"Liar," she finally said. "You're lying!" There was something in her eyes now. When I was a kid, I saw the neigbour's cat get hit by a passing car. As it lay on the footpath dying, the cat's eyes had the same look of pain and confusion as Kelly's girl.

"Why the hell would I lie about something like that? I'm sorry, but it's true. The cops made me ID him."

I was expecting her to freak, but I wasn't really expecting her to come at me like she did. Maybe it was something to do with what she was up on, but she just lost it. She jumped on me, kicking and biting and scratching, screaming at the top of her lungs all the time. I felt her nails raking down my face, and I sorta pushed her away automatically. I guess I pushed pretty hard 'cos she went backwards over the coffee table, just as the older woman came back into the room.

For a moment, I thought the older one was going to take a swing at me, but when she saw Kelly's girl crawling around on the floor, bawling and yelling like a two-year-old, and the expression on my face, she seemed to put it all together pretty quick. Maybe she knew Kelly's girl better than I did.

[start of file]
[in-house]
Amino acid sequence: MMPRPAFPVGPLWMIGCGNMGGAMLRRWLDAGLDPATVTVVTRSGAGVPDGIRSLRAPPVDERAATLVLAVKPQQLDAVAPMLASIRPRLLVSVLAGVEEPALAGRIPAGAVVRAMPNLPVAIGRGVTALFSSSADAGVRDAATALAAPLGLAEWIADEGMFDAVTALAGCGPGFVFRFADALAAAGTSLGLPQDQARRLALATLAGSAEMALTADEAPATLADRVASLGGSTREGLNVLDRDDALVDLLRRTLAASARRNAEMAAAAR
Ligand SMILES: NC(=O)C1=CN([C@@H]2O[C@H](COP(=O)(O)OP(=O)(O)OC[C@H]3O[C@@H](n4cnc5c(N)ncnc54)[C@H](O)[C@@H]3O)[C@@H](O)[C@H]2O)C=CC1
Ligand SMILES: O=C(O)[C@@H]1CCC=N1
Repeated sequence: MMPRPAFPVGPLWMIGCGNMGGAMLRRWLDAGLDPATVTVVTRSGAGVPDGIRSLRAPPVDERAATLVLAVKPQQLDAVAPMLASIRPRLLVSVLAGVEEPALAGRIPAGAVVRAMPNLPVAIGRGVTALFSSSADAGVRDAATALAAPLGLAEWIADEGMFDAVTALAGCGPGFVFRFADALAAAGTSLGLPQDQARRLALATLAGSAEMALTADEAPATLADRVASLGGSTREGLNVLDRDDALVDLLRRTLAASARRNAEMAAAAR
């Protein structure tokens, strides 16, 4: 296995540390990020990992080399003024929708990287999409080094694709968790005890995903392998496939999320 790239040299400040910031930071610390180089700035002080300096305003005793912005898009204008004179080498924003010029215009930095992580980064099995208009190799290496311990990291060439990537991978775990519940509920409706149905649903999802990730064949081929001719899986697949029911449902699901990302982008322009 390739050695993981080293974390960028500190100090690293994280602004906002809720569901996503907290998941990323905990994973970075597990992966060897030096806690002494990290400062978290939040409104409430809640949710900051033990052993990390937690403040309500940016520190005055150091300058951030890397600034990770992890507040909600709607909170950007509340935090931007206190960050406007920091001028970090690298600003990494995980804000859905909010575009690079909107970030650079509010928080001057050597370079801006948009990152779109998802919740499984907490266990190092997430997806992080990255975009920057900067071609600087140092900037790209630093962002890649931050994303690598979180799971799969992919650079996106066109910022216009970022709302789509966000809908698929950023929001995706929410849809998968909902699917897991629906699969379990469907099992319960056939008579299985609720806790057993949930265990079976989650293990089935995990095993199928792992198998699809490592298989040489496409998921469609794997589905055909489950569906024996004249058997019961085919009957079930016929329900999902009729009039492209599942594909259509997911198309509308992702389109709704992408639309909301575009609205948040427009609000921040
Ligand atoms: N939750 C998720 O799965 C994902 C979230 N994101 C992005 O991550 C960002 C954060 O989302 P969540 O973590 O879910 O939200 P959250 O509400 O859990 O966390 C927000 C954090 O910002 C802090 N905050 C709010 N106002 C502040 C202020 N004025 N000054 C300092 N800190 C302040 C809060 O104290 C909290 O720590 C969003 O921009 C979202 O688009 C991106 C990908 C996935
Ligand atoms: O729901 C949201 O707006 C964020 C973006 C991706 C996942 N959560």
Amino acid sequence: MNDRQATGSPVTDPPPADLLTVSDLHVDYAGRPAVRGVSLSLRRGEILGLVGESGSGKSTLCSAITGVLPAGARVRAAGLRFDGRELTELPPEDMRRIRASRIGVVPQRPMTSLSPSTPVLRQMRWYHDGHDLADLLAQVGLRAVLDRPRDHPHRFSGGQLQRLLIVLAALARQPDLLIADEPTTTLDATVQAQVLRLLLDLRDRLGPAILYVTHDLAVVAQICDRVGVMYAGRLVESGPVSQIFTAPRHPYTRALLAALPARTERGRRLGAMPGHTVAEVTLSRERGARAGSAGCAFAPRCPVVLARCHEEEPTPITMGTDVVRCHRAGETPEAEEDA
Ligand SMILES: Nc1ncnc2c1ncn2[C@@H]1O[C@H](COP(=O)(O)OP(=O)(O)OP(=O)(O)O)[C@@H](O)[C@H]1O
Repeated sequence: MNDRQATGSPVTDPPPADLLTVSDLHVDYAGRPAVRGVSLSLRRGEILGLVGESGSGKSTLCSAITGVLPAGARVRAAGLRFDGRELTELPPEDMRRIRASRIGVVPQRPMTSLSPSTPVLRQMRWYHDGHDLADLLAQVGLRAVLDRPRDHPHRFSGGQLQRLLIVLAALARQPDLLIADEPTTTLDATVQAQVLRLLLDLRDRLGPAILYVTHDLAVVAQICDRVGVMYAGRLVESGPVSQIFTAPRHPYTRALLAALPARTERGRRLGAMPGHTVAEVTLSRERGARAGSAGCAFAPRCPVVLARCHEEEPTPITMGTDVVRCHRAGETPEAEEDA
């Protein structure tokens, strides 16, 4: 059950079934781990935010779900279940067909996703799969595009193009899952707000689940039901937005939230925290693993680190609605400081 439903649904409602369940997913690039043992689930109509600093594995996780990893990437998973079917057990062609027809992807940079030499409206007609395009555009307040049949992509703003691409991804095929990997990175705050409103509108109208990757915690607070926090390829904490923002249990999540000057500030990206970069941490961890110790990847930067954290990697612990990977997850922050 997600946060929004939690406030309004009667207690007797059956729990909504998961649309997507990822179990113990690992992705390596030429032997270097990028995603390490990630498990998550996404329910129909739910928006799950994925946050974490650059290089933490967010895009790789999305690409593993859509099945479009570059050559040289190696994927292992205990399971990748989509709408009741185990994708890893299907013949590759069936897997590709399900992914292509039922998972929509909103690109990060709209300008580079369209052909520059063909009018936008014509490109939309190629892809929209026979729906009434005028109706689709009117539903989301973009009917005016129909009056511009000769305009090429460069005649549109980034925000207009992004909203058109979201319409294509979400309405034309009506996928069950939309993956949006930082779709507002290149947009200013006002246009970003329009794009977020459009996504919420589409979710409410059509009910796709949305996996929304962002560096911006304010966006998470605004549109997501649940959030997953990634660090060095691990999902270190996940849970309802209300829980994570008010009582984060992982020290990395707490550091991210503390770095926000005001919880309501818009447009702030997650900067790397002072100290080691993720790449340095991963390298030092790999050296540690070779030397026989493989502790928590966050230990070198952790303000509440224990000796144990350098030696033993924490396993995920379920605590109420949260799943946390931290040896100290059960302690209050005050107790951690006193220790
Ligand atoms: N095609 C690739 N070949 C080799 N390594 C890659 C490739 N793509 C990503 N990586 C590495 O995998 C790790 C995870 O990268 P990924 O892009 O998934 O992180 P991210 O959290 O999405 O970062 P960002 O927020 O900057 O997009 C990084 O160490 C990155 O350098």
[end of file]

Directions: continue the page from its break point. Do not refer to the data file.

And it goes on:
"Didn't take your news too well, huh kid?"

"She's friggin' crazy!" I said. "I had nothing to do with her boyfriend getting killed. I just thought she should know about him, that's all. Stupid bitch!"

"Oh, well," she shrugged. "Life sucks, honey. You'd better split now, before the lads next door hear the noise. They might beat the crap out of you just for practice."

I got out of there pretty quick. Min's Datsun was still parked outside and it still had all four wheels, so I jumped in and turned they key. Thank Christ it started first time. I looked at my face in the rear-vision mirror as I drove away. The scratches weren't too deep, Kelly's girl mustn't have had very long nails. The bleeding had stopped already. I'd looked worse after a Saturday night at the pub.